In our last post we discussed the value of comment cards and listening to front line staff when when making conscious design choices for our Museum. In this post we will look at ways DCM takes the opportunity to respond to these comments.
How do our visitors know their comments are considered?
All visitor comments and suggestions are categorized by specific topics related to the Museum - staff, exhibits, snack room, etc. "This helps us look at issues over time," noted Kim Stull, Director of Guest Services. "While we cannot respond to every comment, when visitors leave an e-mail or phone number, we may contact them to offer feedback or ask for further clarification about their particular experience.. It is our hope that visitors notice changes, even minor ones." A few years ago, verbal and written comments indicated that visitors wanted some help with supporting their children's learning in our Moser Construction House. Specifically, they were requesting examples of children's woodworking creations for ideas to share with their own children. Knowing that using real tools and nails was a developmental process, not necessarily producing an end result, we wanted the response to be more about educating the visitor, rather than following their specific request for real examples. A Build-osophy guide was created, which educates our visitors about the developmental stages that most children follow when becoming a builder. The guide shows pictures of the varying stages children typically follow when learning to build, which helped to validate the request for specific woodworking examples. Because the information is available both in the exhibit and on our Web site, we no longer see or hear this request.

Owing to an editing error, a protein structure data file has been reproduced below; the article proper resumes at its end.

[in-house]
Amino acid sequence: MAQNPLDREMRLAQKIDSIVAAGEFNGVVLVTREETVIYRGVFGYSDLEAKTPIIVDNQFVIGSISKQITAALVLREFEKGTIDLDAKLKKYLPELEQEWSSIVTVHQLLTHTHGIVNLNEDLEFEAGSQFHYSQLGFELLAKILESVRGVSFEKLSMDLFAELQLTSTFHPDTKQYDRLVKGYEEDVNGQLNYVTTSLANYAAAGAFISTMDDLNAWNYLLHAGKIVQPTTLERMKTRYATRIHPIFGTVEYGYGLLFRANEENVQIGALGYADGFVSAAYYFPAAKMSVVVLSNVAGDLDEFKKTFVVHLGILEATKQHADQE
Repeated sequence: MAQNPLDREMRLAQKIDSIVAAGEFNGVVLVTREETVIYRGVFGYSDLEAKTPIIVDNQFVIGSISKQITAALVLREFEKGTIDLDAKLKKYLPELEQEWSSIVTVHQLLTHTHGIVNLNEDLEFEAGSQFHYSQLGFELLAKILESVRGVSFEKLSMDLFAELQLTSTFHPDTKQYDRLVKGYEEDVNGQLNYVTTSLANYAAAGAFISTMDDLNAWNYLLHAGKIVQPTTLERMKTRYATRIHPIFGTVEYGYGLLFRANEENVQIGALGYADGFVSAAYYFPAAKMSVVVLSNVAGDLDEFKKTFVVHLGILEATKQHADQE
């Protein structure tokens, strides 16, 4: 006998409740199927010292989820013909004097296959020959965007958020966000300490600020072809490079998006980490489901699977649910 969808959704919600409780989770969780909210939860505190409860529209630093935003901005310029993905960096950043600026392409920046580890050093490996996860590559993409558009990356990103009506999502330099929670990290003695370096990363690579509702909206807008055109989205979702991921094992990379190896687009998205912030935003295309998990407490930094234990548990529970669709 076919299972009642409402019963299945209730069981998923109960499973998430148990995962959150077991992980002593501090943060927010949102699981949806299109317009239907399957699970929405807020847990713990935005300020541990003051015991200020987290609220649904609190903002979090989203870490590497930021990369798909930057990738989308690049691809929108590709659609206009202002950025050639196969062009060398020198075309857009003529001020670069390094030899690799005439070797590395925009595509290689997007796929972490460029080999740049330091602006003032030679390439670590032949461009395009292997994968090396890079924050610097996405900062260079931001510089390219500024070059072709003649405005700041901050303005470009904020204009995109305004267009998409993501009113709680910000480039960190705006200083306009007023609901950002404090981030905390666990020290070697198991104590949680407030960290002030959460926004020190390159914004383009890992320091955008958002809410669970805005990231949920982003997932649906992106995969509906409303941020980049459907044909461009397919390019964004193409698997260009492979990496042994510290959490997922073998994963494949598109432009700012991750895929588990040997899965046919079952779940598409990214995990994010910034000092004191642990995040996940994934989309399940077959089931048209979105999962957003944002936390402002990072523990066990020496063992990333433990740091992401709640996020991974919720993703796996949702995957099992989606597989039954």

What do do when you can't fix it!
Not all suggestions are easily fixed. Some require more time, effort or finances, which may not be currently feasible. Sometimes, our actions speak louder than our words. "Take the snack room, for instance," noted Kim Stull. "On very busy days we used to receive a number of comments about the snack room. We know that families are going to create messes while eating. We don't expect that everyone will clean up after themselves. Since our day porter cannot spend all of her time cleaning the snack room, a volunteer position with regular shifts was created to sweep the floor and wipe the tables. This minor change significantly lessened the number of responses regarding the neatness of the snack room."
To all our visitors, we hope that you will note how your requests are acted upon at DCM. Although not all requests can be acted upon, your suggestions and comments are very important to us!